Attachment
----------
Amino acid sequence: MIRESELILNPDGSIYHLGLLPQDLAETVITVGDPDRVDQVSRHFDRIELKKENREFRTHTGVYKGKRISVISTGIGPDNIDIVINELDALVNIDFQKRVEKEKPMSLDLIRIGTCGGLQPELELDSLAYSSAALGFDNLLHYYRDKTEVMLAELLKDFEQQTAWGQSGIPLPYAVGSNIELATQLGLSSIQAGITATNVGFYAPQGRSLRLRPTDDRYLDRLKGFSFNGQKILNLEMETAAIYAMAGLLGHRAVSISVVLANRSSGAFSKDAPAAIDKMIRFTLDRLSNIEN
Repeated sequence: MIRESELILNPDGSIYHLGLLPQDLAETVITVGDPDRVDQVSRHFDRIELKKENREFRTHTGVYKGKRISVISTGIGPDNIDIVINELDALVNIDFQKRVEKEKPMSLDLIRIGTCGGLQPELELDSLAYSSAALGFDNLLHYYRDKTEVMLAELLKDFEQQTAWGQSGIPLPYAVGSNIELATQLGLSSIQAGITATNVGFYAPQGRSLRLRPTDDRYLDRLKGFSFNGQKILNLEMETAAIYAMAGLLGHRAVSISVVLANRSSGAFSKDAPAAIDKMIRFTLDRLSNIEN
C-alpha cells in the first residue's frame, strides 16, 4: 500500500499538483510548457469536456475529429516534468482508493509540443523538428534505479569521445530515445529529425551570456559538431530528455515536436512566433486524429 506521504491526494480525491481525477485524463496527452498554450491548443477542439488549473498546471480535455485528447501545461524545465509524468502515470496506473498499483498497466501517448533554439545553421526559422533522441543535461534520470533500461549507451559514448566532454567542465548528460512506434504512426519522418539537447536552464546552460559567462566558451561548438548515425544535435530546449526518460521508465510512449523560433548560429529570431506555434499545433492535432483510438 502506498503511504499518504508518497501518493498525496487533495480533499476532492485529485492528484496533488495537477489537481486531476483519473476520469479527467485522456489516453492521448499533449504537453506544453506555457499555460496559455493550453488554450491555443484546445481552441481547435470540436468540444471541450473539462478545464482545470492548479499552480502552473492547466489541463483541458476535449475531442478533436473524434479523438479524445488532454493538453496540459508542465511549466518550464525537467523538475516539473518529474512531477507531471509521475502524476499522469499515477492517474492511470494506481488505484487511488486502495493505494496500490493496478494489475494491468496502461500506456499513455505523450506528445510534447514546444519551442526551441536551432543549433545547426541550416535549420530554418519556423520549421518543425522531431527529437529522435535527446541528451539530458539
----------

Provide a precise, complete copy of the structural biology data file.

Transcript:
Amino acid sequence: MIRESELILNPDGSIYHLGLLPQDLAETVITVGDPDRVDQVSRHFDRIELKKENREFRTHTGVYKGKRISVISTGIGPDNIDIVINELDALVNIDFQKRVEKEKPMSLDLIRIGTCGGLQPELELDSLAYSSAALGFDNLLHYYRDKTEVMLAELLKDFEQQTAWGQSGIPLPYAVGSNIELATQLGLSSIQAGITATNVGFYAPQGRSLRLRPTDDRYLDRLKGFSFNGQKILNLEMETAAIYAMAGLLGHRAVSISVVLANRSSGAFSKDAPAAIDKMIRFTLDRLSNIEN
Repeated sequence: MIRESELILNPDGSIYHLGLLPQDLAETVITVGDPDRVDQVSRHFDRIELKKENREFRTHTGVYKGKRISVISTGIGPDNIDIVINELDALVNIDFQKRVEKEKPMSLDLIRIGTCGGLQPELELDSLAYSSAALGFDNLLHYYRDKTEVMLAELLKDFEQQTAWGQSGIPLPYAVGSNIELATQLGLSSIQAGITATNVGFYAPQGRSLRLRPTDDRYLDRLKGFSFNGQKILNLEMETAAIYAMAGLLGHRAVSISVVLANRSSGAFSKDAPAAIDKMIRFTLDRLSNIEN
C-alpha cells in the first residue's frame, strides 16, 4: 500500500499538483510548457469536456475529429516534468482508493509540443523538428534505479569521445530515445529529425551570456559538431530528455515536436512566433486524429 506521504491526494480525491481525477485524463496527452498554450491548443477542439488549473498546471480535455485528447501545461524545465509524468502515470496506473498499483498497466501517448533554439545553421526559422533522441543535461534520470533500461549507451559514448566532454567542465548528460512506434504512426519522418539537447536552464546552460559567462566558451561548438548515425544535435530546449526518460521508465510512449523560433548560429529570431506555434499545433492535432483510438 502506498503511504499518504508518497501518493498525496487533495480533499476532492485529485492528484496533488495537477489537481486531476483519473476520469479527467485522456489516453492521448499533449504537453506544453506555457499555460496559455493550453488554450491555443484546445481552441481547435470540436468540444471541450473539462478545464482545470492548479499552480502552473492547466489541463483541458476535449475531442478533436473524434479523438479524445488532454493538453496540459508542465511549466518550464525537467523538475516539473518529474512531477507531471509521475502524476499522469499515477492517474492511470494506481488505484487511488486502495493505494496500490493496478494489475494491468496502461500506456499513455505523450506528445510534447514546444519551442526551441536551432543549433545547426541550416535549420530554418519556423520549421518543425522531431527529437529522435535527446541528451539530458539